On Wednesday, September 30, in Geneva, Switzerland at the Fourth Annual CBOE Risk Management Conference (RMC) Europe, two experts – (1) Maneesh Deshpande, Managing Director and Head of Equity Derivatives Strategy, Barclays, and (2) David Rogal, Director and Portfolio Manager, BlackRock-- engaged in a discussion of -
- Focus on Interest Rate Volatility
- VIX versus TYVIX CBOE/CBOT 10-year U.S. Treasury Note Volatility Index: Similarities and differences
- Comparing volatility risk premia in rates and equities
- Cross asset trading between rates and equities using vanilla and hybrid products
TYVIX Index – 10-Year Price Chart
CBOE Futures Exchange offers futures on the CBOE/CBOE 10-Year U.S. Treasury Index (TYVIX). The all-time daily closing high for the TYVIX Index was 14.72 on Nov. 20, 2008. The historical patterns of TYVIX often exhibit upward spikes when 10-year Treasury note and futures prices experience large swings, especially on large downswings. Due to this dynamic, TYVIX futures could provide a hedging mechanism for core instruments of the U.S. fixed income market such as mortgage backed securities, and corporate, municipal and government bonds.
A Sept. 24 story in the New York Times noted --
“The Federal Reserve still intends to raise its benchmark interest rate this year, barring unpleasant surprises, the Fed chairwoman, Janet L. Yellen, said on Thursday. Ms. Yellen, speaking a week after the Fed announced it was not ready to raise interest rates just yet, reiterated that the central bank was not planning to wait much longer. She said that labor market conditions were improving and that the Fed expected inflation to follow. …”
The next chart shows that 10-year U.S. Treasury interest rates dropped from 15.84% on Sept. 30, 1981, to 2.22% on Aug. 31, 2015.
SPEAKERS’ REMARKS AT CBOE RMC
Maneesh Deshpande had a number of comments, including --
- Liquidity in TLT options has been steadily increasing. Option liquidity for IEF remains quite low despite a recent sharp increase.
- Equity index options trading is dominated by put buying, while flow much more balanced in interest rate options.
- Level of TYVIX Index is on average half of VIX, but TYVIX has more spikes.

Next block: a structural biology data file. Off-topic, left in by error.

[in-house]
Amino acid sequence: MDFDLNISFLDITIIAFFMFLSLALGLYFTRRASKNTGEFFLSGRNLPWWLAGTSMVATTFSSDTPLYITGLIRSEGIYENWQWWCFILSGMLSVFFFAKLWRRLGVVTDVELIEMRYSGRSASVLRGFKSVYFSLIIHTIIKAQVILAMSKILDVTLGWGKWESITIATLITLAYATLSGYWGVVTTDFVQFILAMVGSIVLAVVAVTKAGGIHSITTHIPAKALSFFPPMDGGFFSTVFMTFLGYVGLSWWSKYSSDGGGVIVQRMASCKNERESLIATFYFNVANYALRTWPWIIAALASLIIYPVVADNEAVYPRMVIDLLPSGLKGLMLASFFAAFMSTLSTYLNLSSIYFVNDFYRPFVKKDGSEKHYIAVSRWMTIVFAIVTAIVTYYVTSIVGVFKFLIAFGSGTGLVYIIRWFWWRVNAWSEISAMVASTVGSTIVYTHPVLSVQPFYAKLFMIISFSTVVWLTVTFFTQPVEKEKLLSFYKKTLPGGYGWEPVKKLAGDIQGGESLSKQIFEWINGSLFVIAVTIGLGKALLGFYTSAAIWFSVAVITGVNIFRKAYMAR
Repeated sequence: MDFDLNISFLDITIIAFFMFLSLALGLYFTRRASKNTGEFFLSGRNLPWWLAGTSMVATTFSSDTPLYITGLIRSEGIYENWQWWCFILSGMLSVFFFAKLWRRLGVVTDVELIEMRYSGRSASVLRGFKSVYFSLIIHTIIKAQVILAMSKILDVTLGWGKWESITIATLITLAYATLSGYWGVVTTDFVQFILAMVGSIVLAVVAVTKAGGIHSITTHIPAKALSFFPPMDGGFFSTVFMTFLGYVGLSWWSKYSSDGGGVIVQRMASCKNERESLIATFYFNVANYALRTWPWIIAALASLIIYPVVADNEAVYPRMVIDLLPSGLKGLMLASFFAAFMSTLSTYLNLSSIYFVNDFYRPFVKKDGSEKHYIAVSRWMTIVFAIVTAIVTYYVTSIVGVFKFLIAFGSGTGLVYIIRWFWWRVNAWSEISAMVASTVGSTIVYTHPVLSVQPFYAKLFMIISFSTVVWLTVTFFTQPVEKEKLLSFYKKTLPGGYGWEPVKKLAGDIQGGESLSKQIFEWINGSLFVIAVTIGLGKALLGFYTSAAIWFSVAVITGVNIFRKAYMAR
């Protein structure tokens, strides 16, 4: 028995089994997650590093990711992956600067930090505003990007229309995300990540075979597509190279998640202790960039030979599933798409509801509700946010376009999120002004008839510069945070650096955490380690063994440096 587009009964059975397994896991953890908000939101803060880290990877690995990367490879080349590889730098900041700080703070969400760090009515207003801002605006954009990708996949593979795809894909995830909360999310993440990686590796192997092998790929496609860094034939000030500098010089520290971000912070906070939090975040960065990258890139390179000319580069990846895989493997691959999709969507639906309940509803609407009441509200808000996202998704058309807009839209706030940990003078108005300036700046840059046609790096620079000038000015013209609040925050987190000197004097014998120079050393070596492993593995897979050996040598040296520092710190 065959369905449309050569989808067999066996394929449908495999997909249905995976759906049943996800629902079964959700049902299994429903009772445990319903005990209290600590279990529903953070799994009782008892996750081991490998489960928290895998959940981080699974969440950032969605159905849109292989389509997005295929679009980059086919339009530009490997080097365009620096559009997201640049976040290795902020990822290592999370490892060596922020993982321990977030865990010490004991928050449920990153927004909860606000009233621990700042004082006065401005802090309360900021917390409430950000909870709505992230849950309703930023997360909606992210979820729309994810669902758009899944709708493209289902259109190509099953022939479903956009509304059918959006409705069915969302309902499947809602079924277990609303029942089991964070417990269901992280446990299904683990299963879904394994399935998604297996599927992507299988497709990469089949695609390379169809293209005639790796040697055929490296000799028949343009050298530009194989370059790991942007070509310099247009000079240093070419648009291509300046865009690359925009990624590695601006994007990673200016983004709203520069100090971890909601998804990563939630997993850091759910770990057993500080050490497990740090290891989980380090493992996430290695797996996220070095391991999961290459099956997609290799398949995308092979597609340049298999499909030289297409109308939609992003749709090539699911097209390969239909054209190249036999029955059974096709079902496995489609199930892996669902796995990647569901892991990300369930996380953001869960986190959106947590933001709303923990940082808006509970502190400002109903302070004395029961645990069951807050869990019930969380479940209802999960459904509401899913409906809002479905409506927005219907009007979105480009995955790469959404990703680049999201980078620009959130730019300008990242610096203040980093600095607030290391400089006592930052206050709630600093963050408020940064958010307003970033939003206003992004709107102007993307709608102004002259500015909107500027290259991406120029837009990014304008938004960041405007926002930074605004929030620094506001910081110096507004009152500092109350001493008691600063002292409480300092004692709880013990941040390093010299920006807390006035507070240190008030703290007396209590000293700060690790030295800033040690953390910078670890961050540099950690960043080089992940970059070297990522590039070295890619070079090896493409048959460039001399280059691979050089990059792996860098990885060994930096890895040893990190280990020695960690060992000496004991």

- Rates skew is much lower relative to SPX skew.
- The Barclays US 20+ UST Index (TLT ETF underlying) is highly correlated to US front month future, but with a beta of less than 1 as the durations of the two differ.
- Term structure of rates volatility not as upward sloping as in equities.
- Rates VRP (volatility risk premium) has lower draw-downs, more consistent performance, and low correlation with equity VRP over the long term, which makes them an attractive complement to equity volatility selling strategies.
David Rogal noted that --
- 20% of our option activity is “hedging” related and viewed as a cost center, while 80% of our option activity is dedicated to alpha generation.
- The spot-volatility correlation is unstable for interest rates and foreign exchange. By contrast, particularly for US equity index products, the spot-volatility correlation is consistently negative. Empirically, equity prices tend to fall faster than they rise. This relationship does not hold for interest rates.
- Recently, normal basis point implied volatility has increased with interest rates. This relationship has held when coming from very low interest rates and it breaks down at higher rate levels. The global financial crisis was an exceptional period, where implied volatilities rose sharply everywhere. As interest rates approach zero, realized and implied yield volatility are biased lower, due to lognormal constraints, and put-call skew is biased positively. This is not generally true for higher levels of interest rates.
- Like their equity counterparts, interest rate volatility and skew can be used as positioning indicators, and they can be helpful alongside other technical and macroeconomic analysis.